We started talking about 26/11 but the conversation quickly turned to driving a private vehicle. He drove for a man from his village that does bhangaar and has an Ambassador. He was paid Rs600/mo. This is the same amount the Sevalal earns driving a Honda City for the wife of the couple that live in the luxury highrise.  (1 min 15 sec)

outtake driving private

There was an article in DNA with the headline ‘Mumbai Taxis May Soon Turn Yellow’. You can read it here. I haven’t read about it anywhere else but according to the article, the state transport minister Vikhe-Patil announced at a taxi man’s union meeting that he wanted the kaali-peeli taxis to have a make-over, to match this new imaginary city. As he put it, “With the changing skyline of the city and with the introduction of the metro and the monorail, the taxis should also don a new look.” I put that at about the same level of governance and economic upliftment as I do the renaming of the airports. Thinking outside the colour scheme or at least half of it. The taxi union has agreed if the city pays for it..’incentives for the expenditure to be incurred’. Least they could do after not giving any incentives on the expenditures incurred on the new vehicles for cancelled fiats.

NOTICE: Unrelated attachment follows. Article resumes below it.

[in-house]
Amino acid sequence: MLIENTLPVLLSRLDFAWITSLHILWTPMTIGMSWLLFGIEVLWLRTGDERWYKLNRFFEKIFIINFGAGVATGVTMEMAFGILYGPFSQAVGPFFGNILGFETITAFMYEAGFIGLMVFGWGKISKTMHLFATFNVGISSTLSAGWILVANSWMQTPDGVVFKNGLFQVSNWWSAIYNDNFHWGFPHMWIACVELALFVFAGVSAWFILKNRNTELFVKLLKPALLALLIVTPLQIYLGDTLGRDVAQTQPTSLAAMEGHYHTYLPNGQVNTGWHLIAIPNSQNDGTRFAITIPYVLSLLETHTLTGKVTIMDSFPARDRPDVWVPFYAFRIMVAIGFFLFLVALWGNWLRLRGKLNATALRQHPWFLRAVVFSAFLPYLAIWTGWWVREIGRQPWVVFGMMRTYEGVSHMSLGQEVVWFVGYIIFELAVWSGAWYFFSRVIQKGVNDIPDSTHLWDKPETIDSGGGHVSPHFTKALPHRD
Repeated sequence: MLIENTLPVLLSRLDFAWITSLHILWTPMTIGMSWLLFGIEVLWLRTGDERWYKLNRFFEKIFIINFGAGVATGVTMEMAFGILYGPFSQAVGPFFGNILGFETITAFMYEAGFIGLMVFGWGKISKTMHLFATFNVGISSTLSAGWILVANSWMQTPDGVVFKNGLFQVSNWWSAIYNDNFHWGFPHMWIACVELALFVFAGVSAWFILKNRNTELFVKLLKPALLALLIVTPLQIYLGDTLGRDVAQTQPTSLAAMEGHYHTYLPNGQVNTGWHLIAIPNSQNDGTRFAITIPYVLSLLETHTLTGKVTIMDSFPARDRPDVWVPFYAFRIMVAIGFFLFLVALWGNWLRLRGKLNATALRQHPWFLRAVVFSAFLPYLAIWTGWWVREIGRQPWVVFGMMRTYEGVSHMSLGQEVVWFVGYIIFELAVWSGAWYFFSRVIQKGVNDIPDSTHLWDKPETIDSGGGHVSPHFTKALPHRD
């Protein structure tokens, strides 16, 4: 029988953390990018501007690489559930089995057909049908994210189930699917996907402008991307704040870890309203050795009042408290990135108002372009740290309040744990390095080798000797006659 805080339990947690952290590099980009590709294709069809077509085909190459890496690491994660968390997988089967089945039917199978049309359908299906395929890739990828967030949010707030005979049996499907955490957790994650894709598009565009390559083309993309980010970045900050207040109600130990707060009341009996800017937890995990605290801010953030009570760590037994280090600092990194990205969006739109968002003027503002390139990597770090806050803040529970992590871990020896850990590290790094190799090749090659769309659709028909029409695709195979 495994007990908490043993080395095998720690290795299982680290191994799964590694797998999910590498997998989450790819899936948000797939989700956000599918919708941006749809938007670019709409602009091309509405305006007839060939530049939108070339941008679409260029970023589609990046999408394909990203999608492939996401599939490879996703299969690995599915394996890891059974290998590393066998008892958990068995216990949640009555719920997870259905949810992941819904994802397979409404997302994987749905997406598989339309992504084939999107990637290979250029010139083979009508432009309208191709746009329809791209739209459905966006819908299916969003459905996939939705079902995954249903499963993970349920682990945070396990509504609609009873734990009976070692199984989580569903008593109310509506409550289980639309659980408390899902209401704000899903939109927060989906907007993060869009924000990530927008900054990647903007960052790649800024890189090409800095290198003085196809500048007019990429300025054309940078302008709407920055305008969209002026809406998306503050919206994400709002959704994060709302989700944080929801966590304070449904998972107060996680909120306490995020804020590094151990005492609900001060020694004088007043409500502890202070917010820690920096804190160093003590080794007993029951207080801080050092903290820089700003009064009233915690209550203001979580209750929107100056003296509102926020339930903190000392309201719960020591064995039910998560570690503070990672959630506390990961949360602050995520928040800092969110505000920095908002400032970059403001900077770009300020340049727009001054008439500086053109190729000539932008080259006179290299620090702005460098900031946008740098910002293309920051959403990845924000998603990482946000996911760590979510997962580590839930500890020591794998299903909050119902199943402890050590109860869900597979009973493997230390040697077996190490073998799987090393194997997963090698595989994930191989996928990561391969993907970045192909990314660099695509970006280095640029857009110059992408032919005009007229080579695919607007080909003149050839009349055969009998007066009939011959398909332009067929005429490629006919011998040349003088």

More on our city. We decided to take SV Rd instead of Reclamation to avoid that massive jam at Lilavati that happens every evening now that the Sealink traffic empties at high speeds onto that road and impatient drivers commandeer the opposite side of the road, thus backing up traffic in that direction and turning the Lilavati  junction to gridlock.. SV Rd of course isn’t better  and is further exacerbated by the skywalk being built down the middle of the street. He is more hopeful than I am. (18 sec)

outtake bandra west skywalk

I am hopeful too. I love this city.

The intro music in the podcast is the song Boombai Nagari from the movie Taxi 9211, sung by Bappa Lahiri, Merriene , Nisha and Vishal Dadlani.

Music by Vishal Dadlani and Shekar, lyrics by Vishal Dadlani and Dev Kohli

episode 23 mahadev singh

Posted in bombay, hindi, migration, podcast, taxi, taxi story with tags , , , , , , , , , , , , on 1, November 2009 by meterdown

Kala Ghoda. The rains had disappeared. Eid had been celebrated. Dusserah also. There was a taxi and in it Mahadev Singh. When he left Jharkhand 20 years ago as a 20-year old youth, it was Bihar he left. He came with friends who were cooks in homes on Malabar Hill. He didn’t like cooking. He has been driving a taxi for 10 years. This is his story. Click on ‘mahadev singh podcast’ link below to stream or right click to download. (26 min 21 sec)